ST. AUGUSTINE, Fla. — Joseph Sinawa feels like he's fighting an uphill battle against the state of Florida. He's being forced to pay child support despite a DNA test proving he is not the biological father.
"I signed the birth certificate because at the time I believed I was the biological father," said Sinawa.
He says the child's mother is even okay with him not paying child support because she doesn't want anything to do with him, but the state is forcing the issue.
"She told the judge she just wants this to be done and over with, and so do I," he says.
On top of it all, Sinawa says he struggled when he learned the child was not his.
"I was emotionally devastated," he said.
It all started when he went to the Saint Johns County courthouse last year in an effort to obtain visiting rights for the child, so judge ordered a DNA test to prove his paternity.
The results were shocking. He learned wasn’t the father after all.
"At the time it had been taking $83 out of my paycheck, more than 1/3 of my pay," he says. "When I thought I was the father I didn’t have a problem with it."
It was the Florida Department of Revenue that appealed the decision by the judge. The reversal meant Sinawa had to continue paying child support.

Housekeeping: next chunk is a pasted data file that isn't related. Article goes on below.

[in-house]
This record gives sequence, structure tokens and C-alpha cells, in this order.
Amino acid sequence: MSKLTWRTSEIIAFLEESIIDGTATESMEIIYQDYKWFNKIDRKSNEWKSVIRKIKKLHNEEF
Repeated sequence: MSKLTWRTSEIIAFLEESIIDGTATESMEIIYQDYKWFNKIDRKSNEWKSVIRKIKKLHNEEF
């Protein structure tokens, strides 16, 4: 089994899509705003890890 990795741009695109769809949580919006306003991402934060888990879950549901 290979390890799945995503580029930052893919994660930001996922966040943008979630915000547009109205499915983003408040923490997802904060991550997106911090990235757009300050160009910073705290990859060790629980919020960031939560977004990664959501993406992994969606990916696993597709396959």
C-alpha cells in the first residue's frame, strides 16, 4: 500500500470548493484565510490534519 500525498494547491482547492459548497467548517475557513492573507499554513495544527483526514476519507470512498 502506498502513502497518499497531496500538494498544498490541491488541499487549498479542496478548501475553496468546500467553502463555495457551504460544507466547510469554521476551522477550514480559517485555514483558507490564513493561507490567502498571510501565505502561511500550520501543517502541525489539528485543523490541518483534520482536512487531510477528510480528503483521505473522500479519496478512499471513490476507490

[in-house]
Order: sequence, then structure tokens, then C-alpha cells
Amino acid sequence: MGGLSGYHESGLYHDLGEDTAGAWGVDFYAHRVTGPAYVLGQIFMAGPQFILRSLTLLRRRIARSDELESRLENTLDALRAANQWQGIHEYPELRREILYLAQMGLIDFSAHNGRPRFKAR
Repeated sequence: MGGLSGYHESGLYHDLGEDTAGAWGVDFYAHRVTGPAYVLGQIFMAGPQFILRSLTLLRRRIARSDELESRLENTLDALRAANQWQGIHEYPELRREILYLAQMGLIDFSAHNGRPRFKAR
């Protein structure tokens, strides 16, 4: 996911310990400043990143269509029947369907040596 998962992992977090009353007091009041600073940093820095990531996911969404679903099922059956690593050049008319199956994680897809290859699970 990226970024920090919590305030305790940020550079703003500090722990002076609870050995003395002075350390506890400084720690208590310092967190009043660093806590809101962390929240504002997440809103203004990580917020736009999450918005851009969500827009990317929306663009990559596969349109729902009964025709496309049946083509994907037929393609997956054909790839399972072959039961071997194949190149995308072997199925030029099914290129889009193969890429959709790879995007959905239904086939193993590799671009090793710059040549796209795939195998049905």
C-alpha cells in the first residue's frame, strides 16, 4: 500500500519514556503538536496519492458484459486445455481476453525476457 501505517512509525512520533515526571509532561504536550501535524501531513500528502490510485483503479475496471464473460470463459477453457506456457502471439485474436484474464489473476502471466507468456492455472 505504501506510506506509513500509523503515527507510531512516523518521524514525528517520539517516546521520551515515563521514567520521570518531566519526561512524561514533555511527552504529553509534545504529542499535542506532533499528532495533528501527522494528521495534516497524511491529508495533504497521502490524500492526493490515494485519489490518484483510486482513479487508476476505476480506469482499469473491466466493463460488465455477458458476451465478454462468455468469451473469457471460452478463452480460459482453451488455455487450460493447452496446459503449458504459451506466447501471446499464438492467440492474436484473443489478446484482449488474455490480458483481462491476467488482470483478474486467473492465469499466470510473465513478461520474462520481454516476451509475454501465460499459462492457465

St. Augustine Attorney Brandon Beardsley has been practicing family law for more than 16 years. He was surprised by the Department of Revenue's decision to file an appeal
"I’ve never seen this happen before," said Beardsley.
He says the state appealed the judge’s decision because it didn’t feel like Sinawa "jumped through the right hoops" to properly disestablish paternity.
"It was a waste of Florida taxpayer resources to appeal a decision when the end result is going to be the same," said Beardsley.
Beardsley said eventually Sinawa should be let off the hook, but he’s going to lose more money first.
"You’re just making a father pay child support every month now for an extended period of time, which he should not be paying, until he follows these procedures," he said. "The problem with the department of revenue is that the state is their client, not the mom."
Sinawa says he’s currently representing himself since he’s strapped for money and cautiously awaiting the next court date. He is working to once again disestablish his paternity from the child.